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The Future Of Met Gala Fashion Is… Fast Fashion?

The Future Of Met Gala Fashion Is… Fast Fashion?

The Future Of Met Gala Fashion Is… Fast Fashion?

Every first Monday of May, all eyes of fashion insiders and lovers, are fixed on New York’s

A photo posted by Douglas Booth (@douglasbooth) on May 2, 2016 at 2:10pm PDT

For Topman, singer and actor Nick Jonas was fitted with a custom navy tuxedo that he helped designed while Jupiter Ascending actor Douglas Booth opted for a morning dress silhouette as a nod to his English roots. Not to be outdone, Vine star and Calvin Klein model Cameron Dallas came dressed in a head-to-toe white outfit also custom-made by Topman.

The Future Of Met Gala Fashion Is… Fast Fashion?-am_il_v1001_i_fcfe06fcd8eed0db253a045940f83ce474_5759c9472a4656ccec249f5d657d526f14

Beloved teen model Lucky Blue Smith wore a custom H&M off-white Italian wool tuxedo blazer with leather trousers that had blue metallic coating, as he walked hand in hand with sister Pyper America Smith who was also in H&M – a silver vinyl laser-cut dress.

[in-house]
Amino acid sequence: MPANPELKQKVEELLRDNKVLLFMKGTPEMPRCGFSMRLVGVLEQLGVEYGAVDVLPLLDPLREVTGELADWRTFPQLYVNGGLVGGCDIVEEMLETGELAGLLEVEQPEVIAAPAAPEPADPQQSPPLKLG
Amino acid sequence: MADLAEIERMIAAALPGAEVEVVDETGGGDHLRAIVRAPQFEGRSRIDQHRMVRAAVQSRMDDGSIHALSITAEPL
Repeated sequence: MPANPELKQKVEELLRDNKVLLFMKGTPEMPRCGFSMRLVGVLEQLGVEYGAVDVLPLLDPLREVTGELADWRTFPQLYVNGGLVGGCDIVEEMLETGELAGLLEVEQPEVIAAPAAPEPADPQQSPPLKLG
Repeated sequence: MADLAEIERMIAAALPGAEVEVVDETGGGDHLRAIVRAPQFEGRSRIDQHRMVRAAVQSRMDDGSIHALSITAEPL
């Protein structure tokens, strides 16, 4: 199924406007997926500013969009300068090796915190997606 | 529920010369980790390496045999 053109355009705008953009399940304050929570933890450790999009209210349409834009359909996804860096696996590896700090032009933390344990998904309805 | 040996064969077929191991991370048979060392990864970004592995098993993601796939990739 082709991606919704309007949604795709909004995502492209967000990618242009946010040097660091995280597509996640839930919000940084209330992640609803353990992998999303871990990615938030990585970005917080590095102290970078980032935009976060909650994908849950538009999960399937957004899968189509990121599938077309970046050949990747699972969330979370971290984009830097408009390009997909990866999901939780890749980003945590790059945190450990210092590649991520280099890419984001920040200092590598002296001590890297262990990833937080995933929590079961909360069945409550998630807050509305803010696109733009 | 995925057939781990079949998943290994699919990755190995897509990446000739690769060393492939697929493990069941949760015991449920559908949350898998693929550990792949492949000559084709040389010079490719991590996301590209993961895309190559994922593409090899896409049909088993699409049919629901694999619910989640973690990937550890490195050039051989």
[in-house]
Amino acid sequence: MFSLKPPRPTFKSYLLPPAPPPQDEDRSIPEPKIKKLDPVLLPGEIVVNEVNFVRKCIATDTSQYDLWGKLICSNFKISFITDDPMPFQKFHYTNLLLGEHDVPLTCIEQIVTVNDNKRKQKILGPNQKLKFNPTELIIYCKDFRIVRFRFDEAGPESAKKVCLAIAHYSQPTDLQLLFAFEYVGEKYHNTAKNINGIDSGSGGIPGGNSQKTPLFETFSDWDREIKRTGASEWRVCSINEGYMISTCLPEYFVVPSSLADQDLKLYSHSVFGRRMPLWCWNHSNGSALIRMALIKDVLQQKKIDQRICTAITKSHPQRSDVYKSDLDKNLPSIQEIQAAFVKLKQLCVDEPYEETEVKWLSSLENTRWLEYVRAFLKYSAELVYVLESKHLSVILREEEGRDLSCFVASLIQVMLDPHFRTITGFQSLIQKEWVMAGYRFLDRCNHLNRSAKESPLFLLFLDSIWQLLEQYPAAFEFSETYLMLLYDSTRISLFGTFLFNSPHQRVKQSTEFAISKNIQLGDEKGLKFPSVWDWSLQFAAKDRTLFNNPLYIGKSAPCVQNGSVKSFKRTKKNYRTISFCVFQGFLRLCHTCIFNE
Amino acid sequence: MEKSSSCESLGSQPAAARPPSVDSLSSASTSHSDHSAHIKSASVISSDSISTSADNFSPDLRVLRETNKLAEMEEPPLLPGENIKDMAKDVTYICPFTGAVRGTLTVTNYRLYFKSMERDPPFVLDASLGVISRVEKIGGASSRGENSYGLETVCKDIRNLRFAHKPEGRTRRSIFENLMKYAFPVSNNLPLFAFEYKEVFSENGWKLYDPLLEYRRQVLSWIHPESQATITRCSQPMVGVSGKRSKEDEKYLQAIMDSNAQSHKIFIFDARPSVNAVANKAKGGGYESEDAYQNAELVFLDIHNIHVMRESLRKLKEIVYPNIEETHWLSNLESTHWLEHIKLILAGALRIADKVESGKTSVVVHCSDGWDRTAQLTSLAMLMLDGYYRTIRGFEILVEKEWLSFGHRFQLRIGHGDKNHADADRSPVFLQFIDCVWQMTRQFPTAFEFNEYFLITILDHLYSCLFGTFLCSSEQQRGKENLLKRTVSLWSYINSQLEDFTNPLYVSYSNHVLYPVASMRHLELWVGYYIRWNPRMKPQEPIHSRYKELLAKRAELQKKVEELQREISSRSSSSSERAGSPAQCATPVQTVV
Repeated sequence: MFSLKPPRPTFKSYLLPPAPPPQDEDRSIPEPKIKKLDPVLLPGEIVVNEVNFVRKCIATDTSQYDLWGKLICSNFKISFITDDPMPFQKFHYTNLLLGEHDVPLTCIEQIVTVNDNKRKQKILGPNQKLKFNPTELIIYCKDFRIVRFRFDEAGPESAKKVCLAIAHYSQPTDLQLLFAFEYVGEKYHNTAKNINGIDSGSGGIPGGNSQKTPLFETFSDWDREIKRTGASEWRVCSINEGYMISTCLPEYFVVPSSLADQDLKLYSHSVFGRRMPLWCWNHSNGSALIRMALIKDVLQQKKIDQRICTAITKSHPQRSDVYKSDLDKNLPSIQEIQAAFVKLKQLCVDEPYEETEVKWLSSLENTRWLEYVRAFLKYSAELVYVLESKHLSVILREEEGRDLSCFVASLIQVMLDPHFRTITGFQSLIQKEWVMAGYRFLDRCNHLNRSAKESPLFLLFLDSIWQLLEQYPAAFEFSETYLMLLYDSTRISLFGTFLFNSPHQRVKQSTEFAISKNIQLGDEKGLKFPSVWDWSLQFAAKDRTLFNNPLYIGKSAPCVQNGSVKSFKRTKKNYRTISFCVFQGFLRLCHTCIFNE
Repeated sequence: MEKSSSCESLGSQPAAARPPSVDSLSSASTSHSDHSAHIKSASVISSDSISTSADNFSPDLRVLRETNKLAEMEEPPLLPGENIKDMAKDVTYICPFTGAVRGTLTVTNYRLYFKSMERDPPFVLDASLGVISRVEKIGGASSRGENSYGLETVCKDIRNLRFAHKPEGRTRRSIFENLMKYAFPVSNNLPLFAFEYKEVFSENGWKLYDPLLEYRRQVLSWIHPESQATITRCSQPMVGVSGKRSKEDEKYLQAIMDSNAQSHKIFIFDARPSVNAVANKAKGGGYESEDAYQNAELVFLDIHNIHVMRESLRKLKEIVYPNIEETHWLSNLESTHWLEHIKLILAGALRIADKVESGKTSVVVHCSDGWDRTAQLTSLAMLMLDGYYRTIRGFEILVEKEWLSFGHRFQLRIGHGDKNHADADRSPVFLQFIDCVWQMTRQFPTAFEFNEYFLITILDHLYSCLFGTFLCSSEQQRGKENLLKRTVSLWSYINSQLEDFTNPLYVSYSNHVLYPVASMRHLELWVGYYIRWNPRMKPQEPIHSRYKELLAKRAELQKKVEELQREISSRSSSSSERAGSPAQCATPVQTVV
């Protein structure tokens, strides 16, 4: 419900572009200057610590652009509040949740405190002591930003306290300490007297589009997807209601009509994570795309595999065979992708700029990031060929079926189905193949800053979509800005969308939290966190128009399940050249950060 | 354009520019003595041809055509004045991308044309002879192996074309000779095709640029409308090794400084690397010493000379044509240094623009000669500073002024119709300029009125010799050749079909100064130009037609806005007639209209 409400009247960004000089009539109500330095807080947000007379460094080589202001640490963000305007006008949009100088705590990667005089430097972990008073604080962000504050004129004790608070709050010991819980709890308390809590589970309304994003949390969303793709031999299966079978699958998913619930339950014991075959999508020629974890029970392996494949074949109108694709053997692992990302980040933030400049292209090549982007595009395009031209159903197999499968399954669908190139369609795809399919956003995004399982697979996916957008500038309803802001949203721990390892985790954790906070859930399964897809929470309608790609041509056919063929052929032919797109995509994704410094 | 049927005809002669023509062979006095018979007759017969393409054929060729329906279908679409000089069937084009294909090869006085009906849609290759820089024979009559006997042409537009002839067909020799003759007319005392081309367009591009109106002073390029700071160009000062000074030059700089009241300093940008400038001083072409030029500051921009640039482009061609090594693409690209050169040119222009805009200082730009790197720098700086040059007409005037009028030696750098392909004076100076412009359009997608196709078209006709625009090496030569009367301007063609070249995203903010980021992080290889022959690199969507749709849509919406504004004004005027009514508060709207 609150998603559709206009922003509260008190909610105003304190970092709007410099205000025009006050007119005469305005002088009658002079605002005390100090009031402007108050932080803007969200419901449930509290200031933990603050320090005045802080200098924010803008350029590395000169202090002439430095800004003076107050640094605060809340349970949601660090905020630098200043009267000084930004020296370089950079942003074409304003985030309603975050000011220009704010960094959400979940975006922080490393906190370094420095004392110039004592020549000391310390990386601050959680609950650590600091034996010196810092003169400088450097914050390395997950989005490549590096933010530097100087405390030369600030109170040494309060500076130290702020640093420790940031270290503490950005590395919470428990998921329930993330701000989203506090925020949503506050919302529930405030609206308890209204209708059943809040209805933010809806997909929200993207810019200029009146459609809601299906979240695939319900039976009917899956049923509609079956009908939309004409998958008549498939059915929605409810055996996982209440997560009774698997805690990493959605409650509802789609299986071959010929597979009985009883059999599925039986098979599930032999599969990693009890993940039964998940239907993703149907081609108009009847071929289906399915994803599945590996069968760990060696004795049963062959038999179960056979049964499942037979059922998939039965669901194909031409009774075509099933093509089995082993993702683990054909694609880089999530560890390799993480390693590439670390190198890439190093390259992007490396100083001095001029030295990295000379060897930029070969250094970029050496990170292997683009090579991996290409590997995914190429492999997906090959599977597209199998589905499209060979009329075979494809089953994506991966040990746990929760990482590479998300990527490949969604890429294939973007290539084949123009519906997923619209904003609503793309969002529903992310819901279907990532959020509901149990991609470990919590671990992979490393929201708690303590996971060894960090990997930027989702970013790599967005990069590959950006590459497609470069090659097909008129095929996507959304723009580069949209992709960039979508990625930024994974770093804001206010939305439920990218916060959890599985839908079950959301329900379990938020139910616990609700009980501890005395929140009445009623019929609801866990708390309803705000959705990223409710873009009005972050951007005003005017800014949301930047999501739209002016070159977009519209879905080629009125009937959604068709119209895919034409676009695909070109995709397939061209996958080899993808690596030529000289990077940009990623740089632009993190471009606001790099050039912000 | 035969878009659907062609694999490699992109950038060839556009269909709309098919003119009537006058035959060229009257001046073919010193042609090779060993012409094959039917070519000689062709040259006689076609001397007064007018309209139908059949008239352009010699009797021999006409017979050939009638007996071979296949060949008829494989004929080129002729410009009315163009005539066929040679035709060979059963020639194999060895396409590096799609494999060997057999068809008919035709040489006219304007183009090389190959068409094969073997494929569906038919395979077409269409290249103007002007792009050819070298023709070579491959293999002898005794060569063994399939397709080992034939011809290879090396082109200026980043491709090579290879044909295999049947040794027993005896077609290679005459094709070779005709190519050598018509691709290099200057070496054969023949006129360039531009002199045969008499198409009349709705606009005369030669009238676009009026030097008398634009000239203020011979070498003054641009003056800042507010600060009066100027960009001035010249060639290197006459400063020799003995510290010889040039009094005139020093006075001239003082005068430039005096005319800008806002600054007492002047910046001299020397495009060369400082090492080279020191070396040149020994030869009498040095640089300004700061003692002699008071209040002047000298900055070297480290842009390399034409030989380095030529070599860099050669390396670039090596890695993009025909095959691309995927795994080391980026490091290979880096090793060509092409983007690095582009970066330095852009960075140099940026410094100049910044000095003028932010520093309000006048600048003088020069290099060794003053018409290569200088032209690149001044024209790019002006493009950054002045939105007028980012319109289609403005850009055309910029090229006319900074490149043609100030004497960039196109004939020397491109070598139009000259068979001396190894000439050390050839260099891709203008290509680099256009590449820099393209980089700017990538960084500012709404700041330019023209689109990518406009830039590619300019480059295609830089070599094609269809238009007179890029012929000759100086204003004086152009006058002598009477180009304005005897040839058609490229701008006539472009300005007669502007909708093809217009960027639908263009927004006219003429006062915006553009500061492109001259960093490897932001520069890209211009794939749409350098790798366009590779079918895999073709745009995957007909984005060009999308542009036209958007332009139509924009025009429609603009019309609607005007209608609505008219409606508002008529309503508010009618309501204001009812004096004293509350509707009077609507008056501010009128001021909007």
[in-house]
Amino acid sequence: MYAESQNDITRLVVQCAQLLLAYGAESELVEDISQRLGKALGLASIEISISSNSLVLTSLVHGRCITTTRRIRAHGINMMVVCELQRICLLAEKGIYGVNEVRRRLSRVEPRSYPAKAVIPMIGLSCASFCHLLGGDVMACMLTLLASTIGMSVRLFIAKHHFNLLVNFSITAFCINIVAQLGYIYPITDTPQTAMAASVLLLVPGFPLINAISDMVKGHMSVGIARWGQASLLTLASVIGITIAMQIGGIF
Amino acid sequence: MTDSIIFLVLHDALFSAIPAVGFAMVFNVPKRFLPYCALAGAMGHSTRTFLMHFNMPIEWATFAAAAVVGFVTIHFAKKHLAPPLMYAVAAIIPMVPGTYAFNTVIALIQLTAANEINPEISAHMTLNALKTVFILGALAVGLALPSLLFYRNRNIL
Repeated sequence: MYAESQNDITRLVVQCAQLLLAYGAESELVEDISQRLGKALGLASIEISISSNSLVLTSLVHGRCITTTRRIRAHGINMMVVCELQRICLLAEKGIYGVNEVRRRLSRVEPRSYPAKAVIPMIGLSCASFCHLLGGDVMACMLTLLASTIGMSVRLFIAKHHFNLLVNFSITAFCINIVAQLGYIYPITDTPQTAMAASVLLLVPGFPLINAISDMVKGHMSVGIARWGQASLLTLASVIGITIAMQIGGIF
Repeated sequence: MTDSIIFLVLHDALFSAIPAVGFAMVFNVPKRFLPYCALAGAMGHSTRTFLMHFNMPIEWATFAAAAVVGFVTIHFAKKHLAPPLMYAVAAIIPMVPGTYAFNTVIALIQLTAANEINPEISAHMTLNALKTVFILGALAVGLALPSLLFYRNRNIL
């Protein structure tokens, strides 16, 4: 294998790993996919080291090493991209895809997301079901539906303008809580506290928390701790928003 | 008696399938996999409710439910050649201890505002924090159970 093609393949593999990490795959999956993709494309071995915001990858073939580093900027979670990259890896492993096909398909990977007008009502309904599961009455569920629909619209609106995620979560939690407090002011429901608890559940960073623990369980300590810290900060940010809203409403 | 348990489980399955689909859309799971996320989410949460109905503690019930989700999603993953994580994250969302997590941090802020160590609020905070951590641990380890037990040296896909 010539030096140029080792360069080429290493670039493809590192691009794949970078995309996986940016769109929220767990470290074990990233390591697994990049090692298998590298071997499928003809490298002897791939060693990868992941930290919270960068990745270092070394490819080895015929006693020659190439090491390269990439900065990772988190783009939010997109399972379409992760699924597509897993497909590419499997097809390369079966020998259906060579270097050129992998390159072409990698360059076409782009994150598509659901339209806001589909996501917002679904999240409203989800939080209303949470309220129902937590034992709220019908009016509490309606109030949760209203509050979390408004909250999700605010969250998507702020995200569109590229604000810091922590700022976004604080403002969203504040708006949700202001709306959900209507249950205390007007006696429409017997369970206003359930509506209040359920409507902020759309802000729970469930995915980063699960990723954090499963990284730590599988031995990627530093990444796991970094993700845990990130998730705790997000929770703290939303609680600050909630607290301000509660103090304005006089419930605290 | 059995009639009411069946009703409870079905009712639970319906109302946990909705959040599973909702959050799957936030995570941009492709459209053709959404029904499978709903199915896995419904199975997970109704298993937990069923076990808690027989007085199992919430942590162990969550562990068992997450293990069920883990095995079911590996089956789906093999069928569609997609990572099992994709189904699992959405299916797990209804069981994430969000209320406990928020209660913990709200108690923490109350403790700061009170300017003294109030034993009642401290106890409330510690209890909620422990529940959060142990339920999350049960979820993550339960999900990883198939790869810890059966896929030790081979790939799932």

To an untrained eye, one could hardly tell the difference between a luxury suit and a fast fashion one. And truth be told, they do look good. In fact, this is not the first time that both fast fashion retailers have dressed Met Gala attendees. H&M started last year with American singer Banks wearing a custom crimson gown while Topshop has been doing so for years now and even recreated and sold some of the previous year’s gowns for the masses.

It might have been a slap to the night’s luxury fashion houses but being able to produce designs that did not look out of place, was not only a success for fast fashion but definitely played to the theme. But is this a positive sign for an industry that has been accused of producing too much for too little? That’s a whole other issue altogether.

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